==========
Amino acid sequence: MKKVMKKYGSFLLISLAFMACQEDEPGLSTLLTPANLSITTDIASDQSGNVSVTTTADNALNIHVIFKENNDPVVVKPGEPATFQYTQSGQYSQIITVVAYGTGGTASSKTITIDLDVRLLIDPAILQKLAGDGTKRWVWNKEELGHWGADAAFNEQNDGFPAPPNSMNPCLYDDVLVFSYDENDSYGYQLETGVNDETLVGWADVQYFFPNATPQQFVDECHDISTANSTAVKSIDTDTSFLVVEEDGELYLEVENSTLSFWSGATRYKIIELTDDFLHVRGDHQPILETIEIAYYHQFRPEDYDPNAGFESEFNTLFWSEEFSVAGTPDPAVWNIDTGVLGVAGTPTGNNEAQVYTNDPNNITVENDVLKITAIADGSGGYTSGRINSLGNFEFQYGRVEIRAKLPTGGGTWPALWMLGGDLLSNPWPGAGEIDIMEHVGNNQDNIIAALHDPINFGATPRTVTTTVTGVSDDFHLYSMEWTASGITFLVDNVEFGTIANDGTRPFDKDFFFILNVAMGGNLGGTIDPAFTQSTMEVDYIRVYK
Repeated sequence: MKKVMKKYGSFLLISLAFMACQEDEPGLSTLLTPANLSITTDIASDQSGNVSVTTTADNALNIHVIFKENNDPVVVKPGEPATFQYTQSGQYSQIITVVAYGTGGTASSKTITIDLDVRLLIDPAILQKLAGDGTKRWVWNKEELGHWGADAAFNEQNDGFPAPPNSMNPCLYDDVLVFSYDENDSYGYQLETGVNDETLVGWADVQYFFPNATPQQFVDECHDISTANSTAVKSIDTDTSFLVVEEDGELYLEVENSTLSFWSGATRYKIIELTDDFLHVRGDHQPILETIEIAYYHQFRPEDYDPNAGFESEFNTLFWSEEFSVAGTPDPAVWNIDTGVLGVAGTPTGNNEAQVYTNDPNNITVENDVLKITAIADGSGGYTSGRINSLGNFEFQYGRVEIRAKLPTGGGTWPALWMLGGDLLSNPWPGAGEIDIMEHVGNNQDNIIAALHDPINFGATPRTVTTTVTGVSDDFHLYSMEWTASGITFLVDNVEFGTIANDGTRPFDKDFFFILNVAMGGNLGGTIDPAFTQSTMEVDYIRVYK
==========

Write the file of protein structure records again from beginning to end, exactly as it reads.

Amino acid sequence: MKKVMKKYGSFLLISLAFMACQEDEPGLSTLLTPANLSITTDIASDQSGNVSVTTTADNALNIHVIFKENNDPVVVKPGEPATFQYTQSGQYSQIITVVAYGTGGTASSKTITIDLDVRLLIDPAILQKLAGDGTKRWVWNKEELGHWGADAAFNEQNDGFPAPPNSMNPCLYDDVLVFSYDENDSYGYQLETGVNDETLVGWADVQYFFPNATPQQFVDECHDISTANSTAVKSIDTDTSFLVVEEDGELYLEVENSTLSFWSGATRYKIIELTDDFLHVRGDHQPILETIEIAYYHQFRPEDYDPNAGFESEFNTLFWSEEFSVAGTPDPAVWNIDTGVLGVAGTPTGNNEAQVYTNDPNNITVENDVLKITAIADGSGGYTSGRINSLGNFEFQYGRVEIRAKLPTGGGTWPALWMLGGDLLSNPWPGAGEIDIMEHVGNNQDNIIAALHDPINFGATPRTVTTTVTGVSDDFHLYSMEWTASGITFLVDNVEFGTIANDGTRPFDKDFFFILNVAMGGNLGGTIDPAFTQSTMEVDYIRVYK
Repeated sequence: MKKVMKKYGSFLLISLAFMACQEDEPGLSTLLTPANLSITTDIASDQSGNVSVTTTADNALNIHVIFKENNDPVVVKPGEPATFQYTQSGQYSQIITVVAYGTGGTASSKTITIDLDVRLLIDPAILQKLAGDGTKRWVWNKEELGHWGADAAFNEQNDGFPAPPNSMNPCLYDDVLVFSYDENDSYGYQLETGVNDETLVGWADVQYFFPNATPQQFVDECHDISTANSTAVKSIDTDTSFLVVEEDGELYLEVENSTLSFWSGATRYKIIELTDDFLHVRGDHQPILETIEIAYYHQFRPEDYDPNAGFESEFNTLFWSEEFSVAGTPDPAVWNIDTGVLGVAGTPTGNNEAQVYTNDPNNITVENDVLKITAIADGSGGYTSGRINSLGNFEFQYGRVEIRAKLPTGGGTWPALWMLGGDLLSNPWPGAGEIDIMEHVGNNQDNIIAALHDPINFGATPRTVTTTVTGVSDDFHLYSMEWTASGITFLVDNVEFGTIANDGTRPFDKDFFFILNVAMGGNLGGTIDPAFTQSTMEVDYIRVYK